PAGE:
Bringing a Futures Perspective into Education

I was doing a reading for one of my classes the other day. It was from the UNESCO website for teaching and learning for a sustainable future. While I was reading the required sections, it brought up a very good question: If it is true that all education is for the future than why is the future not an explicit element in all levels of education? We always talk about how one of the goals of the current education system is to have children grow up to be participating members in society. We are supposed to be ‘grooming them for the future’. I know this is a highly contestable ideal, and I personally do not agree with the idea of school as a factory system, producing future adults, but that is not what I want to focus on. I want to focus on the fact that children are the future, yet schools do not teach from a futuristic perspective, rather they teach about the past and how we can use that information in the present.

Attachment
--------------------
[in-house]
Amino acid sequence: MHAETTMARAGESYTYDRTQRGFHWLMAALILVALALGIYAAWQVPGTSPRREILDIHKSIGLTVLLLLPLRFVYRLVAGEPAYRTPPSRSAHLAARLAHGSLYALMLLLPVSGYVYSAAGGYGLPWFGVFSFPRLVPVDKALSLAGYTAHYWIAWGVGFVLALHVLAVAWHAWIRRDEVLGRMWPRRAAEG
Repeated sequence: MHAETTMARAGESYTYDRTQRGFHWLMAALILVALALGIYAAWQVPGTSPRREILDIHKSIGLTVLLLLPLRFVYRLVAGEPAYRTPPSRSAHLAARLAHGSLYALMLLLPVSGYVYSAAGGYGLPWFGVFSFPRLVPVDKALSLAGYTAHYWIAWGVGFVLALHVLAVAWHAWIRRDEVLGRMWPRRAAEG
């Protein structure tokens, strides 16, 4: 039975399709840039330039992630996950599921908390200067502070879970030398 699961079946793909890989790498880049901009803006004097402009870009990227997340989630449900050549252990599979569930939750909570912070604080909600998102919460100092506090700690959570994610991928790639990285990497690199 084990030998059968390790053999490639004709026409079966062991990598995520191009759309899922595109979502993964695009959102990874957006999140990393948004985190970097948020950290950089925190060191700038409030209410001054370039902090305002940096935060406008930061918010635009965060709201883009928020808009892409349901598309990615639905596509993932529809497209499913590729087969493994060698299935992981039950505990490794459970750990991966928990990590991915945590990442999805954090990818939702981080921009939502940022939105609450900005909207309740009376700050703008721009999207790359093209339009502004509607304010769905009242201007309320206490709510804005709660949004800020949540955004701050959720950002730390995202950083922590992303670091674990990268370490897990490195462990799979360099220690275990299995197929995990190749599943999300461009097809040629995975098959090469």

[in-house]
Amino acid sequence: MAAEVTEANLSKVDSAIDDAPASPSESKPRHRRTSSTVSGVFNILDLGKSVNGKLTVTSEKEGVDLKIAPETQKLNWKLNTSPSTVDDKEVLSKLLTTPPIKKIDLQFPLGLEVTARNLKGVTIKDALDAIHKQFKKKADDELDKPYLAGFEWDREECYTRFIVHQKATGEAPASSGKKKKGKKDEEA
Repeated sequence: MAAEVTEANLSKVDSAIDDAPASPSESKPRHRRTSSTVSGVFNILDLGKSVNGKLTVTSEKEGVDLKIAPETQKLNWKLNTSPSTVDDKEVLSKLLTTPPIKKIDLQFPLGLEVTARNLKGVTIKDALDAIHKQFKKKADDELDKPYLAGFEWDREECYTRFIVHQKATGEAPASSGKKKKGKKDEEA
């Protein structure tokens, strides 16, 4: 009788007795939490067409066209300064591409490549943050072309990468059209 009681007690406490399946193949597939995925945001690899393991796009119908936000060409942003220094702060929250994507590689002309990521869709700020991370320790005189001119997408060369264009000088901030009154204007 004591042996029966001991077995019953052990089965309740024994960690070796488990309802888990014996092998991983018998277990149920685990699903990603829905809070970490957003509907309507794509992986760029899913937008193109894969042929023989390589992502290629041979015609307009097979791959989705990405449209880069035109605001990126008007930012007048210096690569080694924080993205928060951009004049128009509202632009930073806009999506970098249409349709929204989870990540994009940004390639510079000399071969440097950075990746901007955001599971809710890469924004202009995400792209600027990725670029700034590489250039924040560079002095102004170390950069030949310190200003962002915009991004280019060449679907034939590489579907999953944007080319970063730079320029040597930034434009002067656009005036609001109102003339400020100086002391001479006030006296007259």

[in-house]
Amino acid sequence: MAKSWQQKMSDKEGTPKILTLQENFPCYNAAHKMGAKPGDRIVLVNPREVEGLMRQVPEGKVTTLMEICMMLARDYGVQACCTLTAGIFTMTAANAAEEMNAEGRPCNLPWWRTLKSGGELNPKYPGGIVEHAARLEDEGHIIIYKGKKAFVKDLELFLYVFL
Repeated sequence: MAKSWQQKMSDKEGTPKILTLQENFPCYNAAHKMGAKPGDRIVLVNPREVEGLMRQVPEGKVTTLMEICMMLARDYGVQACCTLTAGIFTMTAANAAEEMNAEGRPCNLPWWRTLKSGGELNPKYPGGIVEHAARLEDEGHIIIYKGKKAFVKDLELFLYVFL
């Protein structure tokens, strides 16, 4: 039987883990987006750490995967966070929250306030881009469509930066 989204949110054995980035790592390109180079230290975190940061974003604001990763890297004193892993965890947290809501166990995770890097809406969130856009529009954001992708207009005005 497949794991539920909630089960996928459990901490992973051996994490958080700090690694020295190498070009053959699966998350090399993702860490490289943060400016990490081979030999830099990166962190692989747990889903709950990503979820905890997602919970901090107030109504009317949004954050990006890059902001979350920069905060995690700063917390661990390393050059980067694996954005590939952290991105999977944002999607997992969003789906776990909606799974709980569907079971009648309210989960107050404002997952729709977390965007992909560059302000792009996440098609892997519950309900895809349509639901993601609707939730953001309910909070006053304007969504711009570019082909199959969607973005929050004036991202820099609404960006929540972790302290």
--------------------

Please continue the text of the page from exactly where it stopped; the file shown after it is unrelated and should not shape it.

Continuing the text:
I have recently learned about David Selby’s 4 dimensions of Global Education as a transformative education (spatial, Issues, temporal and inner).Dimensions I think I may write a post about these later. The temporal dimension incorporates prioritizing the future within education. It is important for students to understand their alternative futures. There is the possible (all future scenarios), the probable (the most likely future) and the preferred (the future you would like based on your values). “The visions that we have of the future affect what we think is worth doing in the present. Fear of the future can be disempowering but it can also lead to engagement in social and political action to bring about a different sort of world” (from UNESCO Activity 5). If students are truly going to become globally literate and active global citizens, they much recognize that their choices and actions (as well as others) help shape the future. If students were to understand the importance of their actions, this could hopefully drive them to attempt to make a difference.

The reading I had to do was actually a 5 step activity created by UNESCO which I think would be useful for other teachers who wish to/are already incorporating global education into their classroom. The activity makes you look at your own preferred futures in relation to both the local and global, and then makes you reflect on how to incorporate these views into your classroom. Give it a try and let me know if it was useful!